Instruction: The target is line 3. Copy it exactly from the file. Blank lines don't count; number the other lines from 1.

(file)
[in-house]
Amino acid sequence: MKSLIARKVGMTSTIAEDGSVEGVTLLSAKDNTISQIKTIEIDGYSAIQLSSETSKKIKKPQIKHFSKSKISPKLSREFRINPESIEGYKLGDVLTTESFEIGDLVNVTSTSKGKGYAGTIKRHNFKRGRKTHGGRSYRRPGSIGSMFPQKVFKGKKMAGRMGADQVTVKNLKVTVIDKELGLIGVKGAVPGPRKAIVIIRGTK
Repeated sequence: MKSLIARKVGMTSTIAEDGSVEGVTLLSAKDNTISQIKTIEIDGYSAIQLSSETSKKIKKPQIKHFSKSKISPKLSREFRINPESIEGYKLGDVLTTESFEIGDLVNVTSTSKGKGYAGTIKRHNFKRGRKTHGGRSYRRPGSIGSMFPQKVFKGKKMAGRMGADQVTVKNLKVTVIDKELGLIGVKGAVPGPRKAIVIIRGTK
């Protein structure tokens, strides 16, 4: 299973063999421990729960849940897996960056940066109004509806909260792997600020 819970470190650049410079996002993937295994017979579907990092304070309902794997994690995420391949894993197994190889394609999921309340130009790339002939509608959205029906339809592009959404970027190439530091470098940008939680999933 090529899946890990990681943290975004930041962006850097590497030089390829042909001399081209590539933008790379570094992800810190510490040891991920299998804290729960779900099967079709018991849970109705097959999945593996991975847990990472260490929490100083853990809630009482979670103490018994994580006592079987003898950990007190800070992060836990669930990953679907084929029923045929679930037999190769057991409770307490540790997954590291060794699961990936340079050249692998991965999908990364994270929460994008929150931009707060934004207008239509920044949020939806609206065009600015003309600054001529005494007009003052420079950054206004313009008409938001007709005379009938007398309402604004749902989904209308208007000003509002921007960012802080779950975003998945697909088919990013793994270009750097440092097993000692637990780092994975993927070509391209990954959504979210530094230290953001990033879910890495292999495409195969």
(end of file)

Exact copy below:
Repeated sequence: MKSLIARKVGMTSTIAEDGSVEGVTLLSAKDNTISQIKTIEIDGYSAIQLSSETSKKIKKPQIKHFSKSKISPKLSREFRINPESIEGYKLGDVLTTESFEIGDLVNVTSTSKGKGYAGTIKRHNFKRGRKTHGGRSYRRPGSIGSMFPQKVFKGKKMAGRMGADQVTVKNLKVTVIDKELGLIGVKGAVPGPRKAIVIIRGTK